Scrutiny of Mueller overturned the initial hopes of Kushner, according to some colleagues Kushner expressed relief at the appointment of Mueller in May, baduming the prosecutor's investigation effectively freeze congressional investigations and therefore would free the White House to follow its legislative agenda.
For some, that suggested he did not understand, that he did not. Fully understand how the special attorney would examine each of the things he had done in business, during the transition and during the campaign. And the appearance of Mueller has not stopped the investigations of the Chamber or the Senate; Since then, Kushner has been interviewed by researchers from Congress.
Some friends said that Kushner and his wife sometimes got discouraged because of their brief careers in the White House and their small social circle that jumped at the chance to return to New York graciously. . At one point this fall, there was a scenario in which Ivanka Trump could replace Nikki Haley as an ambbadador in the United States if Haley replaced Secretary of State Rex Tillerson. (Donald Trump aides said they never heard about this internally, and the latest bets now have Haley in place.)
Others in the couple's orbit, however, said that regardless of their frustrations, they have found more satisfaction in recent months. that Bannon is no longer inside the west wing fighting against them, and that they are more likely to remain in the foreseeable future. Kushner's father, Charles, has urged his son to endure, arguing that otherwise he will become the man of the White House's mistakes, according to someone in the circle of Jared Kushner.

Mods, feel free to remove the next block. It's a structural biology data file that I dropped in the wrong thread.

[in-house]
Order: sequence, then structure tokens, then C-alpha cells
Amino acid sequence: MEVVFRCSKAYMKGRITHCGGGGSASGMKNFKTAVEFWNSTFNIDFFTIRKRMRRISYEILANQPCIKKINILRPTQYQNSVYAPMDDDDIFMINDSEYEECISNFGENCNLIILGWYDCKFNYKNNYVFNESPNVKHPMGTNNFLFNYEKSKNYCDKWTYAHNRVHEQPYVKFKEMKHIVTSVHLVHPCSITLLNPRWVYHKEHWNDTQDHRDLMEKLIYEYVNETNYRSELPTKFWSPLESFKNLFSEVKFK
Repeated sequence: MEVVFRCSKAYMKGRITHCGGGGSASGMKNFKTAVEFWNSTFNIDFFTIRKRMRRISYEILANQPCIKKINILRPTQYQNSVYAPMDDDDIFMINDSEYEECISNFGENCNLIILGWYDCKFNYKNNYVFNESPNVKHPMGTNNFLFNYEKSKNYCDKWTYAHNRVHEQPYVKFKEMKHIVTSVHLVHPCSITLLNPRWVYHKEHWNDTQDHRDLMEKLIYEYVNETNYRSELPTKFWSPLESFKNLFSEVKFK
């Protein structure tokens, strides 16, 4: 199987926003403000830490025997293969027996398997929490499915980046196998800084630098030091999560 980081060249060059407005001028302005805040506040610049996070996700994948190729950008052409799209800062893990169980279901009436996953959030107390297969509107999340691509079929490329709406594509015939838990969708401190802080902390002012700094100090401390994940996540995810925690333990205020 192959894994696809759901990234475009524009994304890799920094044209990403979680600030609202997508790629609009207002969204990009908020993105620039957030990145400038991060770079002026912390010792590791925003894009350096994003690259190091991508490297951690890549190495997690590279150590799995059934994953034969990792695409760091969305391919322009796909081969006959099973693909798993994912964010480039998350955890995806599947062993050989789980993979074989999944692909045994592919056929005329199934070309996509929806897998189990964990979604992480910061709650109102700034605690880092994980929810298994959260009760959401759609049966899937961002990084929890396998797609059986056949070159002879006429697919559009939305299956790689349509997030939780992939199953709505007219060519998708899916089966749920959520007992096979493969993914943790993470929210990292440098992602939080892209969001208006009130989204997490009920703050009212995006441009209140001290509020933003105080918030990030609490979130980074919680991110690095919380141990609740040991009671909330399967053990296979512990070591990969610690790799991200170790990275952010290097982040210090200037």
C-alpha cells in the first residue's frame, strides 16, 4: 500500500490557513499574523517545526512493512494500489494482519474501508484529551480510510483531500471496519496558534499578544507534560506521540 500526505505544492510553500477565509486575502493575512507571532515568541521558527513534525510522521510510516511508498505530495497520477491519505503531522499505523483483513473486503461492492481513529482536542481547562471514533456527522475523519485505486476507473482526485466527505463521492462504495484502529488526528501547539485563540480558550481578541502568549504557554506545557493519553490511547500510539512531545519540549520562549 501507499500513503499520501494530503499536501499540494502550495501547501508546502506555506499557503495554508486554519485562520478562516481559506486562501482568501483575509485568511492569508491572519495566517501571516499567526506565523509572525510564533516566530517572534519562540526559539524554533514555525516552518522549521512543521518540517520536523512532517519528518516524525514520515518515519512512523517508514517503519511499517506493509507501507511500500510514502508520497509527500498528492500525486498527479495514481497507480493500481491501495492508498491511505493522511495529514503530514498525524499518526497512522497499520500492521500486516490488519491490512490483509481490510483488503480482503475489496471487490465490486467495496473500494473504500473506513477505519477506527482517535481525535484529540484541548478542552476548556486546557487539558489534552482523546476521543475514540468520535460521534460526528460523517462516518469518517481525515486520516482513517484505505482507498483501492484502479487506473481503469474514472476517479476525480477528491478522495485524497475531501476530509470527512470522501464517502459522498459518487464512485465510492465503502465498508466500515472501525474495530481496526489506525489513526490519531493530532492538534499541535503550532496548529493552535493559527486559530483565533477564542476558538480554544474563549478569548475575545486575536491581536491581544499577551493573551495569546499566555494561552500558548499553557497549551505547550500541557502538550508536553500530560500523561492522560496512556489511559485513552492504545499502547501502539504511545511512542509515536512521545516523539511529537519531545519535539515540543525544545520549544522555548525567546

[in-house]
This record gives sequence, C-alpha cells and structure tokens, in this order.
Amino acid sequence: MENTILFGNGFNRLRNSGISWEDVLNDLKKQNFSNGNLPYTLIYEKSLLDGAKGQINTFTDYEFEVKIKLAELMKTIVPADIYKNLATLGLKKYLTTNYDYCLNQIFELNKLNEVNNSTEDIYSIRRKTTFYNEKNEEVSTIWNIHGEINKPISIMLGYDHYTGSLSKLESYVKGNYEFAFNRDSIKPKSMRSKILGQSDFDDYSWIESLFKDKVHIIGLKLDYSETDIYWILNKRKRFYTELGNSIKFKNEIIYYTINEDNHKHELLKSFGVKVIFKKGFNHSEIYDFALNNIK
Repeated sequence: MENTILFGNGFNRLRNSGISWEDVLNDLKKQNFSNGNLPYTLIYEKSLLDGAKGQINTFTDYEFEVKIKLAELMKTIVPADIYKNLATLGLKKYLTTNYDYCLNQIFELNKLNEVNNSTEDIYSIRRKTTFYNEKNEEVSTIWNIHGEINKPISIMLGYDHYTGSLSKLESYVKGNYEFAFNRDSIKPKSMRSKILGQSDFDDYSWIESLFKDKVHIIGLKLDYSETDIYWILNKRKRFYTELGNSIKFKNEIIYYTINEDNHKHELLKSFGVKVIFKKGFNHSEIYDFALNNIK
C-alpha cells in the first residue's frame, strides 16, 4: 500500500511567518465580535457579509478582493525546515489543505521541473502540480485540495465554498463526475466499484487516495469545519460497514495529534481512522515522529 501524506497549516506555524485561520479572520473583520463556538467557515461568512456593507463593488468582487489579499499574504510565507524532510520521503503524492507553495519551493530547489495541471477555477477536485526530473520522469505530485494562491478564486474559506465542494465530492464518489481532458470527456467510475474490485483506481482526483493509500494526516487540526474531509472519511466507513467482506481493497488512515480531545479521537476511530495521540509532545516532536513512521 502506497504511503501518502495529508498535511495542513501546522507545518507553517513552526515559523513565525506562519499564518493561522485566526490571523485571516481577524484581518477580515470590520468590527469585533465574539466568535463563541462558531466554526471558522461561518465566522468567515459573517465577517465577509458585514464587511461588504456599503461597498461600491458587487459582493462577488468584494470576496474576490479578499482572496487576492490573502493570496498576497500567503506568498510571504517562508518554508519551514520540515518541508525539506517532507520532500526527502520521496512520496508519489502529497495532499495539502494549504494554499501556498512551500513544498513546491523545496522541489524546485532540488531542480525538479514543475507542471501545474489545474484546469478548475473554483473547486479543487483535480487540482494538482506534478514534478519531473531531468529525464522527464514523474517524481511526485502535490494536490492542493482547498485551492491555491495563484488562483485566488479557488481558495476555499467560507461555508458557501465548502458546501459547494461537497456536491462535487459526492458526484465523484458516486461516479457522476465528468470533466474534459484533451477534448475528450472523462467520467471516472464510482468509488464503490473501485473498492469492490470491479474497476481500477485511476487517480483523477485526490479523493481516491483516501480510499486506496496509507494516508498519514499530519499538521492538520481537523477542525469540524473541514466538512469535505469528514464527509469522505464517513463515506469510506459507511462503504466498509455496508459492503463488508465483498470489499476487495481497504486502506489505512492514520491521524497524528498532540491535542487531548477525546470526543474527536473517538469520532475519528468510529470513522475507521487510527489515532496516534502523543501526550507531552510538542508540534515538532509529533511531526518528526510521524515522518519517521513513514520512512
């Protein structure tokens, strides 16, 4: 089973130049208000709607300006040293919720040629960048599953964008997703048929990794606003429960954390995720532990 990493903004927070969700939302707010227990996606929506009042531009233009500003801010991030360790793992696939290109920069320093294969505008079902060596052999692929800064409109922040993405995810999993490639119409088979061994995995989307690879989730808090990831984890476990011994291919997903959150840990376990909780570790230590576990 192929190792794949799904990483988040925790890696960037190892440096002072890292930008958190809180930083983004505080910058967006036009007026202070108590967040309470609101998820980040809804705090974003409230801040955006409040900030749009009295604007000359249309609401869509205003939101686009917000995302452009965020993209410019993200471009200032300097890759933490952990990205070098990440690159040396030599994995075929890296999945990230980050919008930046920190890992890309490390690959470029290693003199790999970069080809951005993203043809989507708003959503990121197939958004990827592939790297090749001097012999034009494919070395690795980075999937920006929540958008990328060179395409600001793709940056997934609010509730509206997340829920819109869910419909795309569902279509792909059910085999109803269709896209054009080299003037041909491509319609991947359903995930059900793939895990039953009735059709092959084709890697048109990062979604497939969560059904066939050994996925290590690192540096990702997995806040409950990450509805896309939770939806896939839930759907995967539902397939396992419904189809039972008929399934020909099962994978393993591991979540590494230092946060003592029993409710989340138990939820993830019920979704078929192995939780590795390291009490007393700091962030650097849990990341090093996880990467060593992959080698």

"The role of Jared working for President Trump is as important as it was on Day 1, but now he does not have to worry about caring for others," said Jason Miller, a campaign adviser who stays close to the White House. . "His approach was always supposed to be the president's great image, long-term projects, and now Jared can work uninterruptedly."
New York is not exactly a problem-free zone for Kushner either. He would presumably re-direct his family's real estate empire, now struggling to save his jewel from the crown, a Manhattan skyscraper. The building at 666 Fifth Ave. is flooded with $ 1.2 billion in debt, and a key business partner recently stated that a redevelopment plan created by Kushner before joining the government is unworkable. Kushner came to the White House with an expansive portfolio. In addition to peace in the Middle East, he served as the president's intermediary with Mexico, China and the Arab world. He traveled to Iraq with a bulletproof vest over his blue jacket and button-down shirt. His high profile generated covers of magazines and nocturnal comic riffs. Even some within the western wing began to refer to him as "the secretary of state".